In terms of a film making an impression on me before I’d ever seen it, The Killing Fields swung in like an impending strike from a wrecking ball; big and looming in the window, with an inevitable impact that I would almost certainly feel. So, to have the film itself be relatively low-key about how it presents its story came as a bit of a surprise, and I’m not entirely sure it was a welcome one. I was expecting a war film that would hit me to my core, and I may have even been eagerly anticipating the experience, if that indeed were to be the experience I was to have. Not so here; The Killing Fields came not with a bang but with a whimper, albeit an incredibly politically idealized whimper.
The film details the Khmer Rouge activities in Cambodia in the early-to-mid 1970s, through the lens (often literally) of a pair of journalists, played excellently by Sam Waterston and Haing S. Ngor; the latter winning an Oscar for his work. I’ll start off technically; this film is, to use the very definition of the word, awesome. The production value was outstanding, the cinematography was superb, and the editing, though it did lag at times, was spot-on. That being said, I couldn’t help but feel that the film was too aimless for my tastes. The plot is mostly “things happen to these journalists”, which could reasonably describe any plot involving journalists, but other films have a narrative, a through-line that moves the story from A to B to C and so on. The Killing Fields has no narrative; it’s just “something happens”, then “something else happens”, then “something else happens”. This doesn’t make for a very engaging film, which is unfortunate, because The Killing Fields could have potentially been incredibly engaging, but then I assume the film would have run the risk of being too Hollywoodized or mainstream to make it onto the list. It’s films like this one that seem to point out the formula for making a film that will generally be regarded as a must see film; simply don’t adhere to one formula, even if your film has a complete lack of formula, and it will be such a different experience that critics and editors will inevitably call it “must see”. That seems a little harsh to say about The Killing Fields, or any other film that description could apply to, but watching a large amount of films from a must see list in a (relatively) short amount of time will inexorably bring some cinematic redundancy, as backwards as that may seem to be.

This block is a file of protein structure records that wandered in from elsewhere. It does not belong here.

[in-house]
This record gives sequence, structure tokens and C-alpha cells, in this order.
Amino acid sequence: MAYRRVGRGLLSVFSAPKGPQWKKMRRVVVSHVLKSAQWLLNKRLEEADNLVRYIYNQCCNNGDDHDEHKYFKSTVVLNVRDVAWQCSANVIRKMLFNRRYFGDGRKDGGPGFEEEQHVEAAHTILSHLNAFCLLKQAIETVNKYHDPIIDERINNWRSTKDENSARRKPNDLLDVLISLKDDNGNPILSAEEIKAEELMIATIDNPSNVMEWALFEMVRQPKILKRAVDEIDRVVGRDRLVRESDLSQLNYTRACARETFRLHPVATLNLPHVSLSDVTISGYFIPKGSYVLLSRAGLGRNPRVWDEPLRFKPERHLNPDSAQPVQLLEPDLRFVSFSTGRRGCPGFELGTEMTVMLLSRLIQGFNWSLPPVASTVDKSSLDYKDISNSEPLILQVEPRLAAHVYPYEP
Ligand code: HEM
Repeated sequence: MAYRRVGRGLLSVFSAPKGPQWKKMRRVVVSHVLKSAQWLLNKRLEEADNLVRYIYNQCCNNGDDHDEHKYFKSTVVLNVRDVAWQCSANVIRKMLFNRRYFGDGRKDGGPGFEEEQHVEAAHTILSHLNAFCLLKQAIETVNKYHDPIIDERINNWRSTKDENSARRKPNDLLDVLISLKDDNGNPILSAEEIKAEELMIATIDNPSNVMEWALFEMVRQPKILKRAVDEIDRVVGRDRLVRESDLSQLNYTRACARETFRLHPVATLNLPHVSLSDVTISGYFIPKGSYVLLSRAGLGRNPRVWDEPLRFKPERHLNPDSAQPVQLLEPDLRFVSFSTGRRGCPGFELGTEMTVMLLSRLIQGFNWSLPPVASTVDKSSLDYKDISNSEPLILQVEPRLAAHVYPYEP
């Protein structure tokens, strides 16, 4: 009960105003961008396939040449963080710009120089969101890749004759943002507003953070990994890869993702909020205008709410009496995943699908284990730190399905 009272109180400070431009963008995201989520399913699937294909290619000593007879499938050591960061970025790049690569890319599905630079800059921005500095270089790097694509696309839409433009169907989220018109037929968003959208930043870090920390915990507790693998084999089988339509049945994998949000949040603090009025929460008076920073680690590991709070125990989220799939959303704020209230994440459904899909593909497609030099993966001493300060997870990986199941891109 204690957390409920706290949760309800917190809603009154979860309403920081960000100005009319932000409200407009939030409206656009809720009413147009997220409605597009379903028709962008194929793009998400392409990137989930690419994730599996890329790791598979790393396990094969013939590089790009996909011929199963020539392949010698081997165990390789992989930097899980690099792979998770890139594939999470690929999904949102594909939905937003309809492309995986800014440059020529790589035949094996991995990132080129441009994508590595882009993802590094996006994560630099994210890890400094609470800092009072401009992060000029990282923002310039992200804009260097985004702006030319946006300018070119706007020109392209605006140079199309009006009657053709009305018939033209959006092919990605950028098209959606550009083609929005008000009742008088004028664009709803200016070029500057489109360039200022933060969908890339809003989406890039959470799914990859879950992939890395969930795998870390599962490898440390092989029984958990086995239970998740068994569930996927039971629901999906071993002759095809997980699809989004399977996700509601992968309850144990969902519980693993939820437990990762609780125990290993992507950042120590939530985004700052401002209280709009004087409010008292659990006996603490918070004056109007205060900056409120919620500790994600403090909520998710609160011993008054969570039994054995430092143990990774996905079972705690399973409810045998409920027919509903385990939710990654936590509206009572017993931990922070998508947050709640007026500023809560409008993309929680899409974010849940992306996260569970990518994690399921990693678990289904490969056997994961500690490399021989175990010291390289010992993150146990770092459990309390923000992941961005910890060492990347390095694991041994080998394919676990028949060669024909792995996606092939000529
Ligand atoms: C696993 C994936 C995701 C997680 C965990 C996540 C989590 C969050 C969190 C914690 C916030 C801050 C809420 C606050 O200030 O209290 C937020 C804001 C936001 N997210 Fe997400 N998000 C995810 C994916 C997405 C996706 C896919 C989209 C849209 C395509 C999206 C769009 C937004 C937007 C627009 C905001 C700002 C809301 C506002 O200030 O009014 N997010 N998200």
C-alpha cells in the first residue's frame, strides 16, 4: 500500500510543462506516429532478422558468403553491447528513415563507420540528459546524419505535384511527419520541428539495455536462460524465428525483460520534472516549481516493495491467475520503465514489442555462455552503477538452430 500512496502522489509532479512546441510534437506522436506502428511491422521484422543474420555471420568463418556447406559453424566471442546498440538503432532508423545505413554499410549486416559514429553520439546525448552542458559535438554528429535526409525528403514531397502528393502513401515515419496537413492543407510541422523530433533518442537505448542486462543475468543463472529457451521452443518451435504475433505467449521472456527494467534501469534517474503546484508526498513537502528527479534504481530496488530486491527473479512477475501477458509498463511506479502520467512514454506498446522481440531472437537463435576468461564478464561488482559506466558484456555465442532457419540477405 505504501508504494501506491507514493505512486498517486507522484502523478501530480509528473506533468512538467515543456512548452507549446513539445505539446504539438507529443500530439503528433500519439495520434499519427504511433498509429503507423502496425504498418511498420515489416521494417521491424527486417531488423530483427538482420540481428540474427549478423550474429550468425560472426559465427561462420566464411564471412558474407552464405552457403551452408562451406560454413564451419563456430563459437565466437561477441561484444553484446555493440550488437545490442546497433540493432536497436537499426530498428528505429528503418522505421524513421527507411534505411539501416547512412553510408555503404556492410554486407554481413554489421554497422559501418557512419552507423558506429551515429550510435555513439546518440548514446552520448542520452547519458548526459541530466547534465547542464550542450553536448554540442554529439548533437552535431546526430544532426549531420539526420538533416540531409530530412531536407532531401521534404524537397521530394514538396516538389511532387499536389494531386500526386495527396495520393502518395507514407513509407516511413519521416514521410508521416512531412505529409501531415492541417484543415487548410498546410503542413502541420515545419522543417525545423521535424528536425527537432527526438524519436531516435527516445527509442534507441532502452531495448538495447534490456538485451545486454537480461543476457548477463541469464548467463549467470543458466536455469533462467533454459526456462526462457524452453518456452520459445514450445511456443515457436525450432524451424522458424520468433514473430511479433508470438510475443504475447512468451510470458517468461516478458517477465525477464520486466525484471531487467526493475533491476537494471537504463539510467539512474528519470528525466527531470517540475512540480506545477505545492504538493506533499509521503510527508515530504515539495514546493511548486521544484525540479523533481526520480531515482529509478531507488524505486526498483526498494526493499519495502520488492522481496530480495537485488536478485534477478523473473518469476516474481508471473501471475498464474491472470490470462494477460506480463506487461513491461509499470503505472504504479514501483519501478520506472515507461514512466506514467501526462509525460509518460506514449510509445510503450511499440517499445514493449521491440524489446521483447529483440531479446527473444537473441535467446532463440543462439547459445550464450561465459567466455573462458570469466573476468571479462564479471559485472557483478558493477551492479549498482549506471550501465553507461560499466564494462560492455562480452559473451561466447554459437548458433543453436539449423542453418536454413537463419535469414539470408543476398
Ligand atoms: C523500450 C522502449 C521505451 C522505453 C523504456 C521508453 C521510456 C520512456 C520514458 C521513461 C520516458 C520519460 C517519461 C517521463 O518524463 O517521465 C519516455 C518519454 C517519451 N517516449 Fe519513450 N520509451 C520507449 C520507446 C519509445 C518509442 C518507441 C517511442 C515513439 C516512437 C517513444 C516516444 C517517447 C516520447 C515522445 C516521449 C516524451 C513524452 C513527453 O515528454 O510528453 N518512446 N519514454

It feels weird for me to say, but this is a film that does just about everything exactly right, but that I still didn’t really find myself caring for. That said, I couldn’t ignore what a hell of a production this was. I shouldn’t say that this is Saving Private Ryan levels of technical achievement, because Saving Private Ryan is still very much a Hollywood film, from the feel to the look, and this is very much a British film, with a sensible way of looking at the conflict, rather than a “hero’s journey” style of story. I would probably be able to recommend this to a pretty wide berth of moviegoers, but it would be difficult, because I don’t think I would include myself among them. Still, this was a heck of a film, and I can certainly appreciate all the work put into it.
Arbitrary Rating: 8/10